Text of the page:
STUART — Six months ago, Jensen Beach engineer Pat Arena was running a one-man campaign opposed to Martin County’s plans to begin fluoridating the drinking water it serves to 28,000 customers.
Nobody was paying attention.
But this squeaky wheel may be getting some grease. Three of the five Martin County commissioners now say they plan to vote next month against fluoridation, and Arena is trying to persuade other Treasure Coast communities to follow suit.
“I was the only one talking about fluoride for like six straight weeks,” Arena said. “After about the fourth or fifth time, people started listening to me and they started saying, ‘I don’t want it, either.'”
An oral-health task force the county organized in 2002 recommended fluoridation because scientific studies have suggested that fluoride can strengthen teeth and prevent tooth decay. The American Dental Association, federal Centers for Disease Control and Prevention and other major medical organizations endorse fluoridation.
Commissioners voted 4-1 in 2003 to fluoridate drinking water provided by its utility.
The county has spent more than $201,000 building a fluoridation system and is ready to start implementing it early next year, said County Utilities Director John Polley.
But Arena has cited scientific studies that suggest fluoride can harm infants because the amounts cannot be regulated properly, and it can cause bone, tooth and thyroid problems in adults. After hearing those concerns, commissioners decided to vote again Dec. 19.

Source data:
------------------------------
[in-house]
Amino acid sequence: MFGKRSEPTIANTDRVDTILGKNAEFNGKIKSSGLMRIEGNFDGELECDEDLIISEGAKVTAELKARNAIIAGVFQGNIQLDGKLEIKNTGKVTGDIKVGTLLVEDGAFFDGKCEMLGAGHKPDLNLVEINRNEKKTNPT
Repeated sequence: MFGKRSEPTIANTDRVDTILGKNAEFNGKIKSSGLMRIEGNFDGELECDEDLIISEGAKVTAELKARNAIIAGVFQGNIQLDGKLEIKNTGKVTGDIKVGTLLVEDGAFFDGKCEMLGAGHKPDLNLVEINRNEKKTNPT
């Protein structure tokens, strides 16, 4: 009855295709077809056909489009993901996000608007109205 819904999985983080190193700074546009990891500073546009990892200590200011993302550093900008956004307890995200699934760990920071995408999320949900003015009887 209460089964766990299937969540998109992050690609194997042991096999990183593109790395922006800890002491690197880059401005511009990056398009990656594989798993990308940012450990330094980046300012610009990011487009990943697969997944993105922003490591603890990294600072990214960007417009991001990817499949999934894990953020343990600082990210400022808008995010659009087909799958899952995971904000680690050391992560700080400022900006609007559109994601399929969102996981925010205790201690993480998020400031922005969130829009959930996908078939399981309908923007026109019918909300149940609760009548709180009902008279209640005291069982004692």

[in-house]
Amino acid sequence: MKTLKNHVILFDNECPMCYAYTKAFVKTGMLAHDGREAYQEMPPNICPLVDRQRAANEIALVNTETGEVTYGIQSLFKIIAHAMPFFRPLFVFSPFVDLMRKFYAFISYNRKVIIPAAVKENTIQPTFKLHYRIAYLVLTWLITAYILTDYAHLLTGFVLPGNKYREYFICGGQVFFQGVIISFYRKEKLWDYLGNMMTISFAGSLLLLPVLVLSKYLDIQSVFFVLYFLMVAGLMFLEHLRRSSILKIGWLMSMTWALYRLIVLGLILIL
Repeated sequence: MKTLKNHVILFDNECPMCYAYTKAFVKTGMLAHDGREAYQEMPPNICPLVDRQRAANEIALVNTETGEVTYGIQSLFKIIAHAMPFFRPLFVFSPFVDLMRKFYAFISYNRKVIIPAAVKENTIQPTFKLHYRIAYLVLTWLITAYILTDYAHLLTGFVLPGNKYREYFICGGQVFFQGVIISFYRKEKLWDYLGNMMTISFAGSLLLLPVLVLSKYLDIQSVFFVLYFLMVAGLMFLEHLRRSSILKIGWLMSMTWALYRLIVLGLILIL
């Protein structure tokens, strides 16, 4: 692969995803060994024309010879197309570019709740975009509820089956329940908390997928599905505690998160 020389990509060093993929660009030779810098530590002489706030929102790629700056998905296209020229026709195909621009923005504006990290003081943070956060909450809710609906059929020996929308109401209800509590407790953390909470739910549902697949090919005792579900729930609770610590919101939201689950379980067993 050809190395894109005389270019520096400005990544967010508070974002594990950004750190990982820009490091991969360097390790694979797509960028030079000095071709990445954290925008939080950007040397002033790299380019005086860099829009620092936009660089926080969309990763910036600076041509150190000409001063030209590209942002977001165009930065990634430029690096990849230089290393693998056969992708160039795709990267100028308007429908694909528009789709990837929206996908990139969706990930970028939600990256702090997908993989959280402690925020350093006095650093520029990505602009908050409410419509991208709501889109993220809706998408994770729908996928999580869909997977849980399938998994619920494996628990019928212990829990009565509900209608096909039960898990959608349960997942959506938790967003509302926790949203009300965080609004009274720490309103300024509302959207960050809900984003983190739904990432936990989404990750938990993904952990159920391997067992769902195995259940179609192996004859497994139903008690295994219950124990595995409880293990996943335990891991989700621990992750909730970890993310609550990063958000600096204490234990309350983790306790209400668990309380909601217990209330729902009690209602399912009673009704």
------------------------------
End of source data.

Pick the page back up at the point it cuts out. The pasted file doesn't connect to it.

Commissioner Lee Weberman, who originally voted for fluoridation, said Tuesday he had switched his position.
“No one has demonstrated a need in Martin County,” Weberman said. “Philosophically, I don’t know that I want to be regulating medical treatment for people.”
Weberman joins Chairman Susan Valliere, who voted against fluoridation in 2003 and continues to oppose it, and Commissioner Sarah Heard, who voted for it before but now says she opposes it.
“I think there is a whole lot of new information and I have some great concerns,” Heard said.
Polley said that, if the county does not fluoridate, it probably would have to give back $129,000 in state grant money it used to build the system.
Sharon Kinane, a member of the task force that recommended that the county fluoridate its water, said her group will show on Dec. 19 that fluoride is safe.
“I’m really disappointed to hear that he (Weberman) would make such a statement before we’ve had a chance to provide all the information,” Kinane said.
Expanding his anti-fluoride efforts, Arena has asked Port St. Lucie and Stuart city councils to stop fluoridating and plans to meet each council member individually.
Port St. Lucie has fluoridated its water since 1995.
Councilwoman Michelle Berger said the city council probably will discuss whether to continue at its January retreat.
“I want to make sure we are doing well by all children in the city,” Berger said.
Stuart plans to start adding fluoride next year.
But Stuart City Councilman Jeffrey Krauskopf said he supports Arena and hopes the city council changes its mind.
“I told him I don’t want it and I hope he finds two more votes,” Krauskopf said. “If you want fluoride, go to Walgreens and buy it. Don’t put it in the water.”
Stuart City Councilman Jim Christie said he also has some concerns and wants the council to discuss the issue further.
St. Lucie County officials said they have no plans to stop fluoridating, and Palm Beach County commissioners voted earlier this year to continue fluoridating.
Government bodies as far away as New Zealand have debated whether to fluoridate their water this year and residents in the northern California town of Arcata voted against (sic) fluoridating their water by a wide margin last week.
Kinane said the opposition to fluoride baffles her.
“To me it’s a slam-dunk, like penicillin. It’s good for you and if you take the right amount it won’t hurt you,” Kinane said. “Why it continues to be any point of controversy for people I don’t understand.”